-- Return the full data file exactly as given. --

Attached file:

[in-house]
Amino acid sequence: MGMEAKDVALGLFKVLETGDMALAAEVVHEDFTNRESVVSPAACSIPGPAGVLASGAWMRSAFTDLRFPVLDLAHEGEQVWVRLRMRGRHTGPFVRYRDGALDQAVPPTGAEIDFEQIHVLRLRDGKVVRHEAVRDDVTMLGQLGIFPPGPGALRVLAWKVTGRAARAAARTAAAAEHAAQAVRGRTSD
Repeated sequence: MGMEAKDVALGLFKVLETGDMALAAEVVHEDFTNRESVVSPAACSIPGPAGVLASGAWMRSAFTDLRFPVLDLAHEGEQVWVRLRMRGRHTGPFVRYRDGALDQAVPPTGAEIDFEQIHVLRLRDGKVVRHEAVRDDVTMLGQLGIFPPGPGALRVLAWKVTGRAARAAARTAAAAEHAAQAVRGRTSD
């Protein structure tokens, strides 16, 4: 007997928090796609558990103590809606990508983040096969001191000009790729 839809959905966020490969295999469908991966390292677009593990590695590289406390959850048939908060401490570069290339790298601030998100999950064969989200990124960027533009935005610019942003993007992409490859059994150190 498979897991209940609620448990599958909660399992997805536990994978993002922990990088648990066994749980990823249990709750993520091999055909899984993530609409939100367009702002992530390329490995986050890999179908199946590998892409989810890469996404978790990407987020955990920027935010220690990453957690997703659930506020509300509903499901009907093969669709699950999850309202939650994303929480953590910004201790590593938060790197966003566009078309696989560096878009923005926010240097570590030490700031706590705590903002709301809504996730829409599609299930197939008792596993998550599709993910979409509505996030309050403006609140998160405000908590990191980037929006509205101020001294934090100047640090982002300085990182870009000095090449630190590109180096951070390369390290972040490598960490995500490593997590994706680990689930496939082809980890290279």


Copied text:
[in-house]
Amino acid sequence: MGMEAKDVALGLFKVLETGDMALAAEVVHEDFTNRESVVSPAACSIPGPAGVLASGAWMRSAFTDLRFPVLDLAHEGEQVWVRLRMRGRHTGPFVRYRDGALDQAVPPTGAEIDFEQIHVLRLRDGKVVRHEAVRDDVTMLGQLGIFPPGPGALRVLAWKVTGRAARAAARTAAAAEHAAQAVRGRTSD
Repeated sequence: MGMEAKDVALGLFKVLETGDMALAAEVVHEDFTNRESVVSPAACSIPGPAGVLASGAWMRSAFTDLRFPVLDLAHEGEQVWVRLRMRGRHTGPFVRYRDGALDQAVPPTGAEIDFEQIHVLRLRDGKVVRHEAVRDDVTMLGQLGIFPPGPGALRVLAWKVTGRAARAAARTAAAAEHAAQAVRGRTSD
């Protein structure tokens, strides 16, 4: 007997928090796609558990103590809606990508983040096969001191000009790729 839809959905966020490969295999469908991966390292677009593990590695590289406390959850048939908060401490570069290339790298601030998100999950064969989200990124960027533009935005610019942003993007992409490859059994150190 498979897991209940609620448990599958909660399992997805536990994978993002922990990088648990066994749980990823249990709750993520091999055909899984993530609409939100367009702002992530390329490995986050890999179908199946590998892409989810890469996404978790990407987020955990920027935010220690990453957690997703659930506020509300509903499901009907093969669709699950999850309202939650994303929480953590910004201790590593938060790197966003566009078309696989560096878009923005926010240097570590030490700031706590705590903002709301809504996730829409599609299930197939008792596993998550599709993910979409509505996030309050403006609140998160405000908590990191980037929006509205101020001294934090100047640090982002300085990182870009000095090449630190590109180096951070390369390290972040490598960490995500490593997590994706680990689930496939082809980890290279």